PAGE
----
Billy E Karlinsey - 4/9/2007


Two things I learn with my association with special weapons is: Safety and reliably. That was back in the 1960's. By doing a lot or reading and some between the lines, they the weapons developers have tried to improve the weapons for various reasons. In the late 50's and 60's they had weapons to 15 Meg Tons size to ensure target take out being delivered by aircraft. As they were replaced by missiles and the sized drop to 1 Meg Ton as the accurately improved. I believe now their now down to one-third Meg Ton. The older weapon had about 10 KG for the pit or 22.2 lbs., Times that lbs number by 50,000 US and Soviet weapons ready to fly you start to an idea of the fallout problem for the living as a few micro grams in the lungs and your lift expectancy drops to 20 years max. That why they call it mutual assured destruction. The last figures that seem to hold true they have 4000 to 5000 active pits still in stock and maybe 5000 to 7000 inactive stored. Active weapon for use is probably under 2000 now days. From what I can tell in the next 20 years the actives will drop to 400 pits and about the same for the Russians. I think at one time they thought they could take out the other side missiles and that why there so many weapons, today that not possible to do a preemptive attack, so the cities are the targets now. One last thing I'm speculating on they have or want to moved to encryption in the trigger chain so that a weapon can be duded in route if needed or armed so there no way weapons handlers could set it off or if a weapon was to fall into the wrong hands, except for having the material it would be a dude. Unless there is a world wide ban that is verifiable we well be holding enough to do a job required.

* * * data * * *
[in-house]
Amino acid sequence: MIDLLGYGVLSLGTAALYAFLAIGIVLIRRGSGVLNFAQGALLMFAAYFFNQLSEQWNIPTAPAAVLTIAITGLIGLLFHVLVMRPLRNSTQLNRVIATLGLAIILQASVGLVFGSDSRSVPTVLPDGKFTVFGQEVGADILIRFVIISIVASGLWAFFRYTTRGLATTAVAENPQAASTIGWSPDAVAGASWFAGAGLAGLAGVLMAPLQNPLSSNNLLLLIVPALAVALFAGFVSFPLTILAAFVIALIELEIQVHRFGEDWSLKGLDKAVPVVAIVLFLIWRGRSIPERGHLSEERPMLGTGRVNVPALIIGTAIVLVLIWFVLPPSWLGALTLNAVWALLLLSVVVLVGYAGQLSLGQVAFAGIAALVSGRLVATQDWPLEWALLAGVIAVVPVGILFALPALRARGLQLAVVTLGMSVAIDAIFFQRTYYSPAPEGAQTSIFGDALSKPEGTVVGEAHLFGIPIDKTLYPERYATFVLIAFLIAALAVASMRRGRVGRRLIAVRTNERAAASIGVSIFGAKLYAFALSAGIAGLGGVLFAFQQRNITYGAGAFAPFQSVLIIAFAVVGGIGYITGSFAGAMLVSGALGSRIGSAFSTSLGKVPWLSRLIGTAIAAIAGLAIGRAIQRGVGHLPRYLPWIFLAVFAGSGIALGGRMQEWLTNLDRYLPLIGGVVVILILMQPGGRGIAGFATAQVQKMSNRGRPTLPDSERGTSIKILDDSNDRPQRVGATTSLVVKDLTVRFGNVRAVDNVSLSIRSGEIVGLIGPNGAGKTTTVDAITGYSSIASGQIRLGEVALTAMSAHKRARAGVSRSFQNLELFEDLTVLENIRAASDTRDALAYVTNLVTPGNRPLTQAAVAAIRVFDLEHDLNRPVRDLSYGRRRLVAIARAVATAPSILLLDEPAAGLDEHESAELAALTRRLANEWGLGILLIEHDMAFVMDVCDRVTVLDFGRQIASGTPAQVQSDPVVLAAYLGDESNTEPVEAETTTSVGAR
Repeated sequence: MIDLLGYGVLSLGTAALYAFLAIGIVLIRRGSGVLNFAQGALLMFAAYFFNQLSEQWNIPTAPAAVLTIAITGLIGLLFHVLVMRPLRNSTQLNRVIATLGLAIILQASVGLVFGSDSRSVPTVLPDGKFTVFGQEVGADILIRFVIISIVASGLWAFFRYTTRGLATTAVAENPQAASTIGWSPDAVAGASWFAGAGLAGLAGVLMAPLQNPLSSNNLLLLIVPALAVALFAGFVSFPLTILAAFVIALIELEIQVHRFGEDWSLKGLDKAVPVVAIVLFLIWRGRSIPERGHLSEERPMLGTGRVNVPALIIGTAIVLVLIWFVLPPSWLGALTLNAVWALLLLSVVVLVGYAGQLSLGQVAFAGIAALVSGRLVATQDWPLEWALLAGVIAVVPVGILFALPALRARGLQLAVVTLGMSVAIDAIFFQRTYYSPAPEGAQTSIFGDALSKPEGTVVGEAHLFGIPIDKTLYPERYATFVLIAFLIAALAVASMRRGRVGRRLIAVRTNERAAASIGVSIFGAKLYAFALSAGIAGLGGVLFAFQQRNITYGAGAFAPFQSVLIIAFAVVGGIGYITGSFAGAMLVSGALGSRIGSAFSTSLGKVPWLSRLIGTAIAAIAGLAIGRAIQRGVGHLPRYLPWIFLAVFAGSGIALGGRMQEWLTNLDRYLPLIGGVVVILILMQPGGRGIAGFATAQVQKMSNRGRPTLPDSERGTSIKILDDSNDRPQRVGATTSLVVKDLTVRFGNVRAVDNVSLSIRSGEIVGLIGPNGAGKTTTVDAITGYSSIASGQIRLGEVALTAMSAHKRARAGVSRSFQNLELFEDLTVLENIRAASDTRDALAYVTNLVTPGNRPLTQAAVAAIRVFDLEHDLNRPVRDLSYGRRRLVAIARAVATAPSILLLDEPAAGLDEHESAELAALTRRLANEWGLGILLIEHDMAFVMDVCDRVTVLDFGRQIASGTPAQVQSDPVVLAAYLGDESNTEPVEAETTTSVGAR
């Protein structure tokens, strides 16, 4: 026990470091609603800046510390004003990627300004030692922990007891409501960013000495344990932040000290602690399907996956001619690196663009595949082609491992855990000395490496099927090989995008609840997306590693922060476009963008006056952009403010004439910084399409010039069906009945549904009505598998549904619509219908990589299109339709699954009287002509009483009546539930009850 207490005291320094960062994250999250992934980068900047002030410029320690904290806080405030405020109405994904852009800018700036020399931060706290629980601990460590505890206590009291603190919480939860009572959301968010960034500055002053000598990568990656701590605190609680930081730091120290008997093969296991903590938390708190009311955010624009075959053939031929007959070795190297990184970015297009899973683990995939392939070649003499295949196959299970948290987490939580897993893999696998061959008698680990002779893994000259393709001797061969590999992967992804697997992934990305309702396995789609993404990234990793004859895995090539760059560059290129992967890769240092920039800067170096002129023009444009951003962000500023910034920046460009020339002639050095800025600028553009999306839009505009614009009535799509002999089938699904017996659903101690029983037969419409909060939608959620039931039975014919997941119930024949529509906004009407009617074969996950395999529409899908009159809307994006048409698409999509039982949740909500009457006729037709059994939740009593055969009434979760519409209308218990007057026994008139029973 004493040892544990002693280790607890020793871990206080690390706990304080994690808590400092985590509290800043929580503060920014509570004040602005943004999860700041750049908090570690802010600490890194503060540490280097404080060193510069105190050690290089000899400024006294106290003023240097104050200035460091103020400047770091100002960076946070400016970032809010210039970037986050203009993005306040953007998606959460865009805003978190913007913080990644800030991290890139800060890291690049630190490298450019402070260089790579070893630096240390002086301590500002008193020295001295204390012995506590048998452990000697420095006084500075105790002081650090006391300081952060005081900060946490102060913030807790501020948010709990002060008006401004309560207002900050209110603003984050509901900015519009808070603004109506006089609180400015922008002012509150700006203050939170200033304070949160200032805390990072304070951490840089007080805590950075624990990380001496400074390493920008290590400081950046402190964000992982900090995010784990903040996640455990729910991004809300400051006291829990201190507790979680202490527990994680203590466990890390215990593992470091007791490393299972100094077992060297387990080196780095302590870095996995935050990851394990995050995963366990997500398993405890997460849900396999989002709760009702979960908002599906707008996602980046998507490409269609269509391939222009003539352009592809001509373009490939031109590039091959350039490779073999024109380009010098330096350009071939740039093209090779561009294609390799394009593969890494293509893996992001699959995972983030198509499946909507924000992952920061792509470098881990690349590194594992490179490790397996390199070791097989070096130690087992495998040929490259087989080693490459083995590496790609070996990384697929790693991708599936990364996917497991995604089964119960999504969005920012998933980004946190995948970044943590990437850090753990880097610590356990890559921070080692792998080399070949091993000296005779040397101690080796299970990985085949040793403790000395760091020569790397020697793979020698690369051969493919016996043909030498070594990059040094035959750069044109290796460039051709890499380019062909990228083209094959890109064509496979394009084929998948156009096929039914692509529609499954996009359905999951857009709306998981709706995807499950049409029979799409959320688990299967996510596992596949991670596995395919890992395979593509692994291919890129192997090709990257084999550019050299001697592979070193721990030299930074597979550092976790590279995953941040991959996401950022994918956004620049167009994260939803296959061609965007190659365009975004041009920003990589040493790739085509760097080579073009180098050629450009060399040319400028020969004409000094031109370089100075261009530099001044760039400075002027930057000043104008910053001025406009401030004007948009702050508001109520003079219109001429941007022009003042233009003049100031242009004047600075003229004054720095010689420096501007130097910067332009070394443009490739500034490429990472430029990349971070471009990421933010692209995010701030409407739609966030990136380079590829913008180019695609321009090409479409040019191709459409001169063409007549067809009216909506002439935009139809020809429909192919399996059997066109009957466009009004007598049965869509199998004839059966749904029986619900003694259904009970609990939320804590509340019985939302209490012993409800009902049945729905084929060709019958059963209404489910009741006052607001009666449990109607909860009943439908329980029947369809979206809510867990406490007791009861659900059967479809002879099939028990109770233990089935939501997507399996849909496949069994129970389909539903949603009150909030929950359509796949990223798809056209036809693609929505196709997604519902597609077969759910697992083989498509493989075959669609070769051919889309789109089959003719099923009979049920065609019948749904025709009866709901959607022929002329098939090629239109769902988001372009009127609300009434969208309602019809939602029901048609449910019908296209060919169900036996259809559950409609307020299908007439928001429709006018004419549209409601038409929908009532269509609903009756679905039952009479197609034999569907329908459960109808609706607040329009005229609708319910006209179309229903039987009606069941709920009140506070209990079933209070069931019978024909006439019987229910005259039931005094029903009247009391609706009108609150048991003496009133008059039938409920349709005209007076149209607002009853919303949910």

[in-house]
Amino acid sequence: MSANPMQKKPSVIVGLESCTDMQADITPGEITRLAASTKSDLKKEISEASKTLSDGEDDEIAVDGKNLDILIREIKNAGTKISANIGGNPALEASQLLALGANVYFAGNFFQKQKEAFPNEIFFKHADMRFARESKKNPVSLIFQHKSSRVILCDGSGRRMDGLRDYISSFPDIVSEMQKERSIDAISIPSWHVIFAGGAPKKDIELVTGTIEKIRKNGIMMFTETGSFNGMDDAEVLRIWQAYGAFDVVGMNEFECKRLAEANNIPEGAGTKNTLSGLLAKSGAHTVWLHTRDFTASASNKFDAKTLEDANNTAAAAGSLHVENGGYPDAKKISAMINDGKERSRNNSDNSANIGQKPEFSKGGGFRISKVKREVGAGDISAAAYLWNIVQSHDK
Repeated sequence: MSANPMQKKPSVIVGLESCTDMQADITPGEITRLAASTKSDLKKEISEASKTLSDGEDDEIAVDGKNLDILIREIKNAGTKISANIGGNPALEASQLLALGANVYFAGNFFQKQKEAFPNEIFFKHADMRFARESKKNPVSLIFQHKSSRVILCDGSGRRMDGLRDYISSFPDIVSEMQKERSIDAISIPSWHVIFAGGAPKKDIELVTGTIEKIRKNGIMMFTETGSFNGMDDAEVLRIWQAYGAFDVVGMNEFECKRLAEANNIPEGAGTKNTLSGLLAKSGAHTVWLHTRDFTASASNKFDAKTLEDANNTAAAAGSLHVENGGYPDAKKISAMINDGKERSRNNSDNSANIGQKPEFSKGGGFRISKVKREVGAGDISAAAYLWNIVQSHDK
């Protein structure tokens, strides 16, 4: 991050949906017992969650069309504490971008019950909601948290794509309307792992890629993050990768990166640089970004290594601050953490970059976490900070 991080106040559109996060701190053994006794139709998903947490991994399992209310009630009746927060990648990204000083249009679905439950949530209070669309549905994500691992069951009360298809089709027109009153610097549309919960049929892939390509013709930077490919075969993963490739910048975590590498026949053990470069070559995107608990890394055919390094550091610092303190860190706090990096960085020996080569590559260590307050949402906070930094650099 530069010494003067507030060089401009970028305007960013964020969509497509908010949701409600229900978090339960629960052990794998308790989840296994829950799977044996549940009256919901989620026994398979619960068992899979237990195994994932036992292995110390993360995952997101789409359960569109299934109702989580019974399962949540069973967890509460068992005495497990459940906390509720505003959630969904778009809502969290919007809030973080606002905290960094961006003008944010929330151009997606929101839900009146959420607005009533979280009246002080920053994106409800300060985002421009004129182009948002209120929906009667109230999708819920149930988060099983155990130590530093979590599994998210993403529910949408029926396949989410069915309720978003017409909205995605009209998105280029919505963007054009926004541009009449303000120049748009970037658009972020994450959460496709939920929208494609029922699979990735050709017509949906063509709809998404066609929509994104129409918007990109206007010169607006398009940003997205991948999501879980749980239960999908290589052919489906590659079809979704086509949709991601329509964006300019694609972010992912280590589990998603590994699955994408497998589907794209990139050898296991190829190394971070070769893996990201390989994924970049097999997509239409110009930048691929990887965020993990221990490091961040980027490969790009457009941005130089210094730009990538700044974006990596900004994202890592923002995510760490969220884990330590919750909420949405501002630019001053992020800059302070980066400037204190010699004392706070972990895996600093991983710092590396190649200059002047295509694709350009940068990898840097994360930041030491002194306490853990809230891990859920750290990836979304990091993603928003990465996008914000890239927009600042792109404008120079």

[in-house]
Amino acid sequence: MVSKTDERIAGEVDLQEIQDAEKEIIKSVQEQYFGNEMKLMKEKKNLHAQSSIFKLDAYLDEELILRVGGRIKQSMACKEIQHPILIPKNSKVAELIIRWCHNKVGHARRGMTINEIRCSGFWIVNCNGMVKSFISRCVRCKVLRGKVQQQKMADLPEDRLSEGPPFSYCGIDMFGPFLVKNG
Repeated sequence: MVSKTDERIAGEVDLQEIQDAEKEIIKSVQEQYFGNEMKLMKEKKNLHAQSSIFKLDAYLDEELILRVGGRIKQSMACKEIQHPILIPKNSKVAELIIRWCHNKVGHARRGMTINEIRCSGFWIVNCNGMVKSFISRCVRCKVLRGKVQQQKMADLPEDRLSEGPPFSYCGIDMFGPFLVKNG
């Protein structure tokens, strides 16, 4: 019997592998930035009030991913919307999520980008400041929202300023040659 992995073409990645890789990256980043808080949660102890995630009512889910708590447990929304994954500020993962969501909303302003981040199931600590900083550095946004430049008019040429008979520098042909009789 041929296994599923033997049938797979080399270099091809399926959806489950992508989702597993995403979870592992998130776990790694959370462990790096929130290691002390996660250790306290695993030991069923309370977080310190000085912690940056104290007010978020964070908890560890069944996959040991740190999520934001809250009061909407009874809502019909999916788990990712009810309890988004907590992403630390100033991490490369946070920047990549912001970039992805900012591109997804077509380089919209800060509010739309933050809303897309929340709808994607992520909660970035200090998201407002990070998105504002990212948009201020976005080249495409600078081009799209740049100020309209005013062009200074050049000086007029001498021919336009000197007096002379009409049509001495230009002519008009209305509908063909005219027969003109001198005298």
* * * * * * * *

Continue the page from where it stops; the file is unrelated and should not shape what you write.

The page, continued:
John W Bland - 4/9/2007

Same shit . . . different maniacs.